The reality is, that AI systems are only as good as the data they are trained on, and while machine learning offers the ability to create incredibly powerful AI tools, it is not immune to bad data or human tampering.

Whether that’s flawed or incomplete training data, limitations with technology, or simply usage by bad actors. It is all too easy to embed unconscious biases into decision-making, and without legislation addressing how these biases can be mitigated or avoided, there is a risk that AI systems will perpetuate discrimination or unequal treatment.

To try to alleviate these issues, industry experts have been considering the possibility of an ‘ethics by design’ approach to developing AI. Could legal responsibility be moved up the chain to the developer? Should there be rules of development as well as rules of engagement?

Of course, this approach would bring with it yet more new obstacles for the legal profession. Though one would hope that in comparison to the previous complexities of establishing causal links where AI is involved, these obstacles should be much easier to navigate. With proper universal regulations and ethical principles in place for tech companies to follow when developing new systems, the path of causation should be significantly more straightforward, allowing lawyers to establish clear accountability.

Where do we go from here?

In 2021, the European Commission proposed the first ever legal framework on AI, which addresses the risks of Artificial Intelligence. The proposed regulation aims to establish harmonised rules for the development, deployment, and use of AI systems in the European Union, and outlines a legal framework which proposes a risk-based approach that separates AI into four categories: unacceptable risk, high risk, limited risk and minimal risk. With each category subject to different levels of regulatory scrutiny and compliance requirements.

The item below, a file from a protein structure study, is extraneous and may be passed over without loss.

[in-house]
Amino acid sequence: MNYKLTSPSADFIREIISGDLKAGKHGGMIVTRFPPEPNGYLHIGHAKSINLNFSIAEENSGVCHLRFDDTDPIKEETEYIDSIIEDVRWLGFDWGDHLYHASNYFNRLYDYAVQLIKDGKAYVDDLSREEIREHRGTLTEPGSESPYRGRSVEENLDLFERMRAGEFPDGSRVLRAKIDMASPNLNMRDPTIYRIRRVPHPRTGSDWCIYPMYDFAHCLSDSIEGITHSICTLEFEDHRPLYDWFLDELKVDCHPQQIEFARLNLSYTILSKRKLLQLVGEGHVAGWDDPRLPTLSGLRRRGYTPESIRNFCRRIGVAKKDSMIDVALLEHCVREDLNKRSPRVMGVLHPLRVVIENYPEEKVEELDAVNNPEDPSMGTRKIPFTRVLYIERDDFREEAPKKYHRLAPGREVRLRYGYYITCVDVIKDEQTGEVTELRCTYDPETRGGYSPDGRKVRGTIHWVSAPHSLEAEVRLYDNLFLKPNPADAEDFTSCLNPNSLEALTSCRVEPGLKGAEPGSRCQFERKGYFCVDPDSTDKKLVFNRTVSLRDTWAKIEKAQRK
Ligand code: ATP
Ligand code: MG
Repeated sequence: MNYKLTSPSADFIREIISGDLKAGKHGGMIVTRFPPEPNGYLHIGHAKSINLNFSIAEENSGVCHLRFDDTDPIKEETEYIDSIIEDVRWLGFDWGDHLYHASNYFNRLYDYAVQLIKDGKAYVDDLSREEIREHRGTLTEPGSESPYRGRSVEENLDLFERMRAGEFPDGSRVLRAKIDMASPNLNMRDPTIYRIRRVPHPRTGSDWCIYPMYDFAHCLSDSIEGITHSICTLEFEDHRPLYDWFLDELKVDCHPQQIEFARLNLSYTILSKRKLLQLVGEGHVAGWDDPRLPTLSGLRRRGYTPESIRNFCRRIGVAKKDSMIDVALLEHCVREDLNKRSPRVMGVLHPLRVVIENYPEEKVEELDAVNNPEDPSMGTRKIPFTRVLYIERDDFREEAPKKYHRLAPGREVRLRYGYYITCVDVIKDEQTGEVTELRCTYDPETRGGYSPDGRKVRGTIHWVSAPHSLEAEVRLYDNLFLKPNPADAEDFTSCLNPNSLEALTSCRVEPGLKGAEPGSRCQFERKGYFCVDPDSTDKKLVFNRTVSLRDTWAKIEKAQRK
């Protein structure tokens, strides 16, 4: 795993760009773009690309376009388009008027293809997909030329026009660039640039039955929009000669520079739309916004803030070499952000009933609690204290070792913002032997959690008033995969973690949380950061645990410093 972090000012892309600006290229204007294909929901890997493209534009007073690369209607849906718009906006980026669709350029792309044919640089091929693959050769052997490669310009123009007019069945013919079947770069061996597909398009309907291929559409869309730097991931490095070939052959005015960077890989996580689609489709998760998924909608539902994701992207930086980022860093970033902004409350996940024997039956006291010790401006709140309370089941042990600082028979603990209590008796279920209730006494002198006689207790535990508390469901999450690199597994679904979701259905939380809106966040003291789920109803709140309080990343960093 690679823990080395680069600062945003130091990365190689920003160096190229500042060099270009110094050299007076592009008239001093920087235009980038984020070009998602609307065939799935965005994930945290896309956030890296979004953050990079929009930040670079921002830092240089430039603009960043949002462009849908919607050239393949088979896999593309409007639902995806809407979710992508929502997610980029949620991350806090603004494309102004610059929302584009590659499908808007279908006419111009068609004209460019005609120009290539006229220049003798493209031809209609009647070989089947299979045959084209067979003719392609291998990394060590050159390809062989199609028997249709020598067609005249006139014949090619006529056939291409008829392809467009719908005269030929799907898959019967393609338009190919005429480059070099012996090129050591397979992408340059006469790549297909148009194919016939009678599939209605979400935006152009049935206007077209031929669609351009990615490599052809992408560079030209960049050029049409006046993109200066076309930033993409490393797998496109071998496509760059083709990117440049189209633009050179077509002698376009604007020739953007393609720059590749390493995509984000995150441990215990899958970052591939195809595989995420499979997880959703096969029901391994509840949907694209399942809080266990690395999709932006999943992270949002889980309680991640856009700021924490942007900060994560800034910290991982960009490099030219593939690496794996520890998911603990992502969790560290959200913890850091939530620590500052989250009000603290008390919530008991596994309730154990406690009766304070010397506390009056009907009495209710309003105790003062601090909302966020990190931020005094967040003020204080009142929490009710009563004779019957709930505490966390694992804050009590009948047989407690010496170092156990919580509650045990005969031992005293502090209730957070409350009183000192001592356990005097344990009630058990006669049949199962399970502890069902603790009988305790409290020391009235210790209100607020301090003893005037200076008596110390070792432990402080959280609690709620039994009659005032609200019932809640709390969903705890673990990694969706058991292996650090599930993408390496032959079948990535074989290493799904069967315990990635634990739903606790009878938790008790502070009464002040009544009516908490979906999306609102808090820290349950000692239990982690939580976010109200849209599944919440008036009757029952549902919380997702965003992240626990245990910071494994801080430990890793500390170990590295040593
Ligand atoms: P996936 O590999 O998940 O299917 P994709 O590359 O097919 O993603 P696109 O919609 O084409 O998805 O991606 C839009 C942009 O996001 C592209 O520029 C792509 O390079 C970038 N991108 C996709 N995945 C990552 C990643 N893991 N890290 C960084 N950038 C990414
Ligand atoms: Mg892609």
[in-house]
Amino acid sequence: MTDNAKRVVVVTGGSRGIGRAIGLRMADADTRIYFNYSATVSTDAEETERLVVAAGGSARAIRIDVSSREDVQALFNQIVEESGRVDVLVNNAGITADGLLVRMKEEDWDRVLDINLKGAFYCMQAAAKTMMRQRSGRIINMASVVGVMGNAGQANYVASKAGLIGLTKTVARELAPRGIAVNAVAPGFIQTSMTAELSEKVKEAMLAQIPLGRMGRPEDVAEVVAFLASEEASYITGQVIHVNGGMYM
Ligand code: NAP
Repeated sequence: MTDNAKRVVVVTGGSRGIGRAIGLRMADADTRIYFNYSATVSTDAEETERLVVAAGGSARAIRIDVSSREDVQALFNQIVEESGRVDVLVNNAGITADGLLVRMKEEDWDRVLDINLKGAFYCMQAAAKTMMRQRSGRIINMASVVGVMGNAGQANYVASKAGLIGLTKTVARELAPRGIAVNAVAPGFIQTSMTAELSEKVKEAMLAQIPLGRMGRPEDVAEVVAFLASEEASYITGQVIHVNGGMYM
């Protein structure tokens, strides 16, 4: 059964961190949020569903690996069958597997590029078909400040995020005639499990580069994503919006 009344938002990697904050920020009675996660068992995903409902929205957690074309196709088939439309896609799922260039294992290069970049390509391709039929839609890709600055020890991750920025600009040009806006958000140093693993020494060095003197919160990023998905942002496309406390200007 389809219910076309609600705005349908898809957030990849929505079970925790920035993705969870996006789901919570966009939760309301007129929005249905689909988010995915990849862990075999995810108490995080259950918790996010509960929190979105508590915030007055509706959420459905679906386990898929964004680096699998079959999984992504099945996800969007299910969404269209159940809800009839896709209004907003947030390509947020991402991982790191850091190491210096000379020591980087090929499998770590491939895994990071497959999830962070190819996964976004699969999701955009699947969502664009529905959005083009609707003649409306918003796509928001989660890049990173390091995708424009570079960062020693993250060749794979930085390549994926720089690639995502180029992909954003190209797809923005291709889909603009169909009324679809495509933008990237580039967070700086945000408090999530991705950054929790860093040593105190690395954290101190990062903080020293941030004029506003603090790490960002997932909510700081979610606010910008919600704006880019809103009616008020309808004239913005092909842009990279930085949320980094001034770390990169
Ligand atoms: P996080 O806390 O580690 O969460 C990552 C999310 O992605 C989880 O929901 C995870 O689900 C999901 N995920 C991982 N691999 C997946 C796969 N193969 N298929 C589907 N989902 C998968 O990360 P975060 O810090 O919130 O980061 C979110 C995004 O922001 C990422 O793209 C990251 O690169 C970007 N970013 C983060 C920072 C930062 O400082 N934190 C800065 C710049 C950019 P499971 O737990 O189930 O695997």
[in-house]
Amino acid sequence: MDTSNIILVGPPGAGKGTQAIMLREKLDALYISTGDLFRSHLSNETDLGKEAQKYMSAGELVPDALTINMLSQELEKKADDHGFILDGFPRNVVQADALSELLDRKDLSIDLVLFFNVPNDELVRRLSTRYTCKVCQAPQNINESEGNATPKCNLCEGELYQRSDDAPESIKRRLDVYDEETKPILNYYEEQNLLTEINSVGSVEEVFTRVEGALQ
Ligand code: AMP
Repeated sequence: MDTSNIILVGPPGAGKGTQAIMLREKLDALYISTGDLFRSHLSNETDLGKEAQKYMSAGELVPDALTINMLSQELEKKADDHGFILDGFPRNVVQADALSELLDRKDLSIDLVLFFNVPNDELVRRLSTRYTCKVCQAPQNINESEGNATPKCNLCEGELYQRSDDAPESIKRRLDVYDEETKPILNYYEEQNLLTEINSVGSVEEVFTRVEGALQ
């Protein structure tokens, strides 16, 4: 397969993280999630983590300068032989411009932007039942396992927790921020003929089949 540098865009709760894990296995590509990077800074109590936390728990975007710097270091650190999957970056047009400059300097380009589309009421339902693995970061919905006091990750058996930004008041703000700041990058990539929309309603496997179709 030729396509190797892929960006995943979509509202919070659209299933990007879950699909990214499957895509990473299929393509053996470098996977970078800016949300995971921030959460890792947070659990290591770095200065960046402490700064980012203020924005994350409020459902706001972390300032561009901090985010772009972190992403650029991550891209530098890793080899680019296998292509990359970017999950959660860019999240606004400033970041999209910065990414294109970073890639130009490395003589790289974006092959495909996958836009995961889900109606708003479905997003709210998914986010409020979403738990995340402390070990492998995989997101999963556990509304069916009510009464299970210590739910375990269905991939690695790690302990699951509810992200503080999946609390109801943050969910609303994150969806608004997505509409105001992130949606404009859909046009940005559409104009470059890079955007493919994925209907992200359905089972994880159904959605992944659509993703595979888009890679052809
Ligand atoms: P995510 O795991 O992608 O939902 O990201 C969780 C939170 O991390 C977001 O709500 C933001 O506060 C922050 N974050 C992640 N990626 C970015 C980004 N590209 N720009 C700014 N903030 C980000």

This innovative new framework, led to the 2022 proposal for an ‘AI Liability Directive’, which aims to address the specific difficulties of legal proof and accountability linked to AI. Although at this stage the directive is no more than a concept, it offers a glimmer of hope to legal professionals and victims of AI induced harm, by introducing two primary safeguards:

  1. Presumption of Causality: If a victim can show someone was at fault for not complying with relevant obligations, and that there is a likely causal link with the AI's performance, then the court can presume that this non-compliance caused the damage.
  2. Access to Relevant Evidence: Allows victims of AI-related damage to request the court to disclose information about high-risk AI systems. This should help in identifying the person/persons that may be held liable and potentially provide insight into what went wrong.

While one might argue that this new conceptual legislation would not solve all our legal issues, it’s certainly a step in the right direction.

In addition, there are policy papers such as the UK 2022 Artificial Intelligence (AI) Strategy, and the US Department of Defence Responsible Artificial Intelligence Strategy and Implementation Pathway 2022.